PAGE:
You can kind of tell from this picture that hes puffier than normal.

My heart leaped into my throat and I immediately looked up the vet’s number on the internet (it’s saved in my phone now). I could tell that it was an allergic reaction, and the first thing that ran through my mind was that he was going to swell up and asphyxiate. I had to get him to the vet as soon as possible.

Since it was a Saturday night, the answering service picked up. It explained that it was an emergency answering service only and that they couldn’t take general questions or regular appointments. It took f-o-r-e-v-e-r to get through the message, and I was sure my dog was going to go into convulsions before I could talk to anyone. Finally, I was told that if I wanted to proceed I needed to hit #1—which I did.

I did my best to speak slowly and coherently and not forget to leave my number. I then held the phone next to my chest and waited for the doctor to call back. I realized that standing like that was only going to add to my anxiety, so I tried to busy myself with other tasks so I didn’t go insane. I started to fold laundry, mumbling under my breath the entire time that the vet needed to call me back.

She did. Probably within 10 minutes of sending the message.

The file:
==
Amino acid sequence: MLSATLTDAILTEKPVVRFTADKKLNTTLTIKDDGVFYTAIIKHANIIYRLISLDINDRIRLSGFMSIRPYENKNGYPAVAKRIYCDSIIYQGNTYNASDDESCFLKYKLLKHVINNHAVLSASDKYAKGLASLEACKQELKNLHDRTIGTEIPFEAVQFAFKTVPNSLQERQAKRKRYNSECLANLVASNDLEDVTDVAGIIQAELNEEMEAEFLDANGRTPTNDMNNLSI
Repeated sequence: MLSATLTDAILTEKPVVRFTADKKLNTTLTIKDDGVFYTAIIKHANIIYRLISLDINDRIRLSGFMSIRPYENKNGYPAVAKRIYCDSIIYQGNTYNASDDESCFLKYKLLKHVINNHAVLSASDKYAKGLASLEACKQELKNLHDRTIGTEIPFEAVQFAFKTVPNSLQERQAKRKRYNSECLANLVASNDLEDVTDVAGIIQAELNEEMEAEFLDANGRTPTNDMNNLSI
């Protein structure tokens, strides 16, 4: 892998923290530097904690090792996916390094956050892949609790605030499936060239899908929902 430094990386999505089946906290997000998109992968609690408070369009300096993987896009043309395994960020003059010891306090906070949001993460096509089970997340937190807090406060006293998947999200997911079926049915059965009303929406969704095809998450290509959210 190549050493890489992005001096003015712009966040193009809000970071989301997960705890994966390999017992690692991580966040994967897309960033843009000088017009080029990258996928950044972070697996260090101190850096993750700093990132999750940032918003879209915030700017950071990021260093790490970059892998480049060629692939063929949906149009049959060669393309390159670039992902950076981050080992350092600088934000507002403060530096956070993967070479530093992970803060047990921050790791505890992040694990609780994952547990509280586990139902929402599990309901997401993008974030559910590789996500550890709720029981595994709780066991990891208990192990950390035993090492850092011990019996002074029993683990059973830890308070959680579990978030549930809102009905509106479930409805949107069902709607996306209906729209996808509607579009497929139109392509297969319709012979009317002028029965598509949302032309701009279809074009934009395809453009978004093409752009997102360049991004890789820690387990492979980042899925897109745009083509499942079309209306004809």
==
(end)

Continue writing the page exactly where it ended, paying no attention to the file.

I told her what was going on, and she said that it probably wasn’t the vaccinations that caused the reaction but could possibly have been a spider bite. She asked if I had Benadryl in the house, and I went on a search. Of course, I didn’t, so I rushed to the store.

Another super fun fact about me is that it makes me anxious to take and distribute medicine. Even after the vet gave me instructions—that I wrote down—on how much Benadryl to give Floki, I checked it about 100 times, then still felt uncomfortable about giving him meds—even though I knew he needed them!

I contemplated giving him a half dose or a kid’s dose, then I told myself that the vet met Floki earlier that day, she knew how much he weighed, and she was the doctor, so I gave him the amount she told me to give him.

On the plus side, aside from being puffy, Floki never acted any different than normal. He was still his sweet, curious self. He shook his head a little more often, but he didn’t yip or just lay down. Even after giving him Benadryl, he stayed the same lovable corgi.

That, as you can imagine, made me feel better, but it took a long time for the swelling to go down. That made me worry that maybe he had been bitten by a black widow or a brown recluse, so I was asking my spouse what he thought. He reassured me that if the spider that had bitten Floki was poisonous, we would know. The poor baby would be in a ton of pain or his flesh would be rotting off his face. Surprisingly, hearing that helped a bit, even though it didn’t completely eradicate my worry.